Compston, J / Bowring, C / Cooper, A / Cooper, C / Davies, C / Francis, R / Kanis, J A / Marsh, D / McCloskey, E V / Reid, D M / Selby, P / Anonymous4450762. ·University of Cambridge School of Clinical Medicine, Cambridge, UK. jec1001@hermes.cam.ac.uk ·Maturitas · Pubmed #23810490.

ABSTRACT: Since the launch in 2008 by the National Osteoporosis Guideline Group (NOGG), of guidance for the diagnosis and management of osteoporosis in postmenopausal women and older men in the UK there have been significant advances in risk assessment and treatment. These have been incorporated into an updated version of the guideline, with an additional focus on the management of glucocorticoid-induced osteoporosis, the role of calcium and vitamin D therapy and the benefits and risks of long-term bisphosphonate therapy. The updated guideline is summarised below. The recommendations in the guideline are intended to aid management decisions but do not replace the need for clinical judgement in the care of individuals in clinical practice.

4 Guideline European guidance for the diagnosis and management of osteoporosis in postmenopausal women. 2013

Kanis, J A / McCloskey, E V / Johansson, H / Cooper, C / Rizzoli, R / Reginster, J-Y / Anonymous1041055. ·WHO Collaborating Centre, UK University of Sheffield Medical School, Sheffield, UK. w.j.pontefract@sheffield.ac.uk ·Osteoporos Int · Pubmed #23079689.

ABSTRACT: INTRODUCTION: The International Osteoporosis Foundation and European Society for Clinical and Economic Aspects of Osteoporosis and Osteoarthritis published guidance for the diagnosis and management of osteoporosis in 2008. This manuscript updates these in a European setting. METHODS: Systematic literature reviews. RESULTS: The following areas are reviewed: the role of bone mineral density measurement for the diagnosis of osteoporosis and assessment of fracture risk, general and pharmacological management of osteoporosis, monitoring of treatment, assessment of fracture risk, case finding strategies, investigation of patients and health economics of treatment. CONCLUSIONS: A platform is provided on which specific guidelines can be developed for national use.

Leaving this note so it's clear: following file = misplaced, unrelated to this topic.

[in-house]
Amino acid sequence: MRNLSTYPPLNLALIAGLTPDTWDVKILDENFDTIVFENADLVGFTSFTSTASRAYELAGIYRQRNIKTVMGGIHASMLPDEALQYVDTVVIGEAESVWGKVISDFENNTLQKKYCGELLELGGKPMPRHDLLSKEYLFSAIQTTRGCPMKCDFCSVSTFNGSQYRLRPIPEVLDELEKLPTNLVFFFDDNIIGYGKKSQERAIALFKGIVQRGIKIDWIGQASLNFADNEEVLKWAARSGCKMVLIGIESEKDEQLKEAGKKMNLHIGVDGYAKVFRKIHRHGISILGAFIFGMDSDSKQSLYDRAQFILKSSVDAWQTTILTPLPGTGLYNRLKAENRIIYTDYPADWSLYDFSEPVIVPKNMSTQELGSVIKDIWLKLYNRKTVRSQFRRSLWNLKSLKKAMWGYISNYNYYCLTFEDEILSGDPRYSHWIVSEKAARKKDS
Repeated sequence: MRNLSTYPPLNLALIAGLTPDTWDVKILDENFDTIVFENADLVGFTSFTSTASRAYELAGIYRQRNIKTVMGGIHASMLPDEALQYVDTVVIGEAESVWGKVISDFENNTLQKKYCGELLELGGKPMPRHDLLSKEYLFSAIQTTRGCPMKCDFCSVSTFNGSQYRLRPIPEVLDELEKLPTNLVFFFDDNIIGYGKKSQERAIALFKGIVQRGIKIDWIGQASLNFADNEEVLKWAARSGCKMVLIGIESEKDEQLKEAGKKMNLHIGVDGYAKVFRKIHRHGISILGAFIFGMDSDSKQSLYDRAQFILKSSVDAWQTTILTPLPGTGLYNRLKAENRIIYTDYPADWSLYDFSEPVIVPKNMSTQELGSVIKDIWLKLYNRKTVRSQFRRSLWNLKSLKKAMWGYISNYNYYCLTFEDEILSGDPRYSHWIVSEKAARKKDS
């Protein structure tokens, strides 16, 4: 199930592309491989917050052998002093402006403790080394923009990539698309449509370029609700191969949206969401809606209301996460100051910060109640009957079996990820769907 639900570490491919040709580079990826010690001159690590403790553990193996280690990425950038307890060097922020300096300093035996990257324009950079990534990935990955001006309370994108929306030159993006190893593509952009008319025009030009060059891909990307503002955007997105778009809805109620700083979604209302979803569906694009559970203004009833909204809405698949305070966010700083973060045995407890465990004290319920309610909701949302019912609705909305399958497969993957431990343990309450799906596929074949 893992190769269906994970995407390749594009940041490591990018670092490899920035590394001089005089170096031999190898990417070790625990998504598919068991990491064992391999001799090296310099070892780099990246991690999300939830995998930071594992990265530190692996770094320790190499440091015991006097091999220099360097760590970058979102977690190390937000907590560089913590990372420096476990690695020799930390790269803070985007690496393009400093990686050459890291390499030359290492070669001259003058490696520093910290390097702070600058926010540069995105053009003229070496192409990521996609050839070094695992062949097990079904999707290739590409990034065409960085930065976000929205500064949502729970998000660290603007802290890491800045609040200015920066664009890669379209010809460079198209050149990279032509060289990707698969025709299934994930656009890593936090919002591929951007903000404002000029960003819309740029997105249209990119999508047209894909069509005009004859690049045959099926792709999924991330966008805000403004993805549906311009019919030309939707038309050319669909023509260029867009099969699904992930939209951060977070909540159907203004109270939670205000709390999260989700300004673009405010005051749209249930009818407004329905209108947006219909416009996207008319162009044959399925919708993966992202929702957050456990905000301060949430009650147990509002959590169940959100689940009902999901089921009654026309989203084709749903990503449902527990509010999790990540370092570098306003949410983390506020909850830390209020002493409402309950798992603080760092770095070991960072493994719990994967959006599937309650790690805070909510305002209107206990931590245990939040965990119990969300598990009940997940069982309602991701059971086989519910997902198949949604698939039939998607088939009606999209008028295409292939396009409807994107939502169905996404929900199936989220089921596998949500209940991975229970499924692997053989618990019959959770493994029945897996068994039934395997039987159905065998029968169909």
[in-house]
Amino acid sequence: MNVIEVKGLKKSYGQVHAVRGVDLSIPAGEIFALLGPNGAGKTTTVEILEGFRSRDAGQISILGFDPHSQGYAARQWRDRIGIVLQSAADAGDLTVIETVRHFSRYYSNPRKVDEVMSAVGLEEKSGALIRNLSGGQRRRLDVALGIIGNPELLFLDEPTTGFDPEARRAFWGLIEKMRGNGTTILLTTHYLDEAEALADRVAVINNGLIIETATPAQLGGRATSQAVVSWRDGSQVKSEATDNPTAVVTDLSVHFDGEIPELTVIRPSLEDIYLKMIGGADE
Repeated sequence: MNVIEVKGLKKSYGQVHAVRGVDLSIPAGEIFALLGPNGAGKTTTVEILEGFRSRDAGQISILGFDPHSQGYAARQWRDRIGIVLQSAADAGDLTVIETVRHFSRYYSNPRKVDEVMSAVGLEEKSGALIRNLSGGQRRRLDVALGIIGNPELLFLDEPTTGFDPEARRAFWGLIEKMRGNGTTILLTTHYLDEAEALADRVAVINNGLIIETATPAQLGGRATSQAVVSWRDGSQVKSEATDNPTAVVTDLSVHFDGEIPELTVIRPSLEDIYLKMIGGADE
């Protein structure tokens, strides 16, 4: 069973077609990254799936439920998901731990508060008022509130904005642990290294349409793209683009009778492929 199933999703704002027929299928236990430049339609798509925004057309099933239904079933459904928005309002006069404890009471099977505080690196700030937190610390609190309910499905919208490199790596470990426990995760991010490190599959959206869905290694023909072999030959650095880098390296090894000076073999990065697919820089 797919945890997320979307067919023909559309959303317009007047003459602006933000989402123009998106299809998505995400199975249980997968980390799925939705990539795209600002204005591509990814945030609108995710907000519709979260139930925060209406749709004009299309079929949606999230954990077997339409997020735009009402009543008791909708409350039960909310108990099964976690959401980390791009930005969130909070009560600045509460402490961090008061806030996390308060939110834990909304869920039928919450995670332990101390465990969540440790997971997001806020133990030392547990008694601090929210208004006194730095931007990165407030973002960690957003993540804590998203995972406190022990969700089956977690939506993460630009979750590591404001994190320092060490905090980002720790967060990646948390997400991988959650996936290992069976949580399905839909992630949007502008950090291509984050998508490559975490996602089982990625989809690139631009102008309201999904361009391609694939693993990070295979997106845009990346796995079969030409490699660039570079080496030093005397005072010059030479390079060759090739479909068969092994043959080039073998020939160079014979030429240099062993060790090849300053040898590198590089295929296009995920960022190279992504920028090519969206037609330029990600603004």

5 Guideline An appendix to the 2012 IOF-ECTS guidelines for the management of glucocorticoid-induced osteoporosis. 2012

Lekamwasam, S / Adachi, J D / Agnusdei, D / Bilezikian, J / Boonen, S / Borgström, F / Cooper, C / Perez, A Diez / Eastell, R / Hofbauer, L C / Kanis, J A / Langdahl, B L / Lesnyak, O / Lorenc, R / McCloskey, E / Messina, O D / Napoli, N / Obermayer-Pietsch, B / Ralston, S H / Sambrook, P N / Silverman, S / Sosa, M / Stepan, J / Suppan, G / Wahl, D A / Compston, J E / Anonymous3270744. ·Centre for Metabolic Bone Diseases, Department of Medicine, Faculty of Medicine, Galle, Sri Lanka. ·Arch Osteoporos · Pubmed #23225278.

ABSTRACT: The use of glucocorticoids in the treatment of medical disorders can lead to rapid bone loss and increased risk of fragility fracture. Updated clinical guidelines are needed that accommodate recent advances in fracture risk assessment and new pharmacological interventions to reduce fracture risk. This document serves as an appendix to the 2012 IOF-ECTS guidelines for the management of glucocorticoid-induced osteoporosis.

6 Guideline Treatment failure in osteoporosis. 2012

Diez-Perez, A / Adachi, J D / Agnusdei, D / Bilezikian, J P / Compston, J E / Cummings, S R / Eastell, R / Eriksen, E F / Gonzalez-Macias, J / Liberman, U A / Wahl, D A / Seeman, E / Kanis, J A / Cooper, C / Anonymous5370732. ·Department of Internal Medicine and Infectious Diseases, Hospital del Mar-IMIM, Autonomous University of Barcelona, RETICEF, Instituto Carlos III, P. Maritim 25-29, 08003 Barcelona, Spain. adiez@parcdesalutmar.cat ·Osteoporos Int · Pubmed #22836278.

ABSTRACT: INTRODUCTION: This study aims to provide guidelines concerning the definition of failure of therapies used to reduce the risk of fracture. METHODS: A working group of the Committee of Scientific Advisors of the International Osteoporosis Foundation was convened to define outcome variables that may assist clinicians in decision making. RESULTS: In the face of limited evidence, failure of treatment may be inferred when two or more incident fractures have occurred during treatment, when serial measurements of bone remodelling markers are not suppressed by anti-resorptive therapy and where bone mineral density continues to decrease. CONCLUSION: The provision of pragmatic criteria to define failure to respond to treatment provides an unmet clinical need and may stimulate research into an important issue.